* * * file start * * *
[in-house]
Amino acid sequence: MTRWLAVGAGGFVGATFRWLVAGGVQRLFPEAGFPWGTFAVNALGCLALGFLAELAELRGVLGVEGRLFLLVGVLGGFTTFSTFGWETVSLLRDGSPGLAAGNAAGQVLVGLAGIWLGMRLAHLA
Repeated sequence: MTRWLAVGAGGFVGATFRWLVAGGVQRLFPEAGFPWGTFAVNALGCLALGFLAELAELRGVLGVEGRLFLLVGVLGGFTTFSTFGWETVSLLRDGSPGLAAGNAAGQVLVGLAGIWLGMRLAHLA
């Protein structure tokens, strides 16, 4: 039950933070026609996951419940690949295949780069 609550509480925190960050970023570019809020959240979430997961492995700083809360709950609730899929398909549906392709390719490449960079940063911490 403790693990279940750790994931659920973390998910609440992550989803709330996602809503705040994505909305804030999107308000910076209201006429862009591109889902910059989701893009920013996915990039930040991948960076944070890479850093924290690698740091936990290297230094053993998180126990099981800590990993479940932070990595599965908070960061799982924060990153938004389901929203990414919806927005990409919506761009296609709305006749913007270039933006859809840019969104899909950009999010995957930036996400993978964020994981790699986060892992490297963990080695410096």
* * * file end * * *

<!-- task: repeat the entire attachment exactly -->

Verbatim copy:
[in-house]
Amino acid sequence: MTRWLAVGAGGFVGATFRWLVAGGVQRLFPEAGFPWGTFAVNALGCLALGFLAELAELRGVLGVEGRLFLLVGVLGGFTTFSTFGWETVSLLRDGSPGLAAGNAAGQVLVGLAGIWLGMRLAHLA
Repeated sequence: MTRWLAVGAGGFVGATFRWLVAGGVQRLFPEAGFPWGTFAVNALGCLALGFLAELAELRGVLGVEGRLFLLVGVLGGFTTFSTFGWETVSLLRDGSPGLAAGNAAGQVLVGLAGIWLGMRLAHLA
């Protein structure tokens, strides 16, 4: 039950933070026609996951419940690949295949780069 609550509480925190960050970023570019809020959240979430997961492995700083809360709950609730899929398909549906392709390719490449960079940063911490 403790693990279940750790994931659920973390998910609440992550989803709330996602809503705040994505909305804030999107308000910076209201006429862009591109889902910059989701893009920013996915990039930040991948960076944070890479850093924290690698740091936990290297230094053993998180126990099981800590990993479940932070990595599965908070960061799982924060990153938004389901929203990414919806927005990409919506761009296609709305006749913007270039933006859809840019969104899909950009999010995957930036996400993978964020994981790699986060892992490297963990080695410096």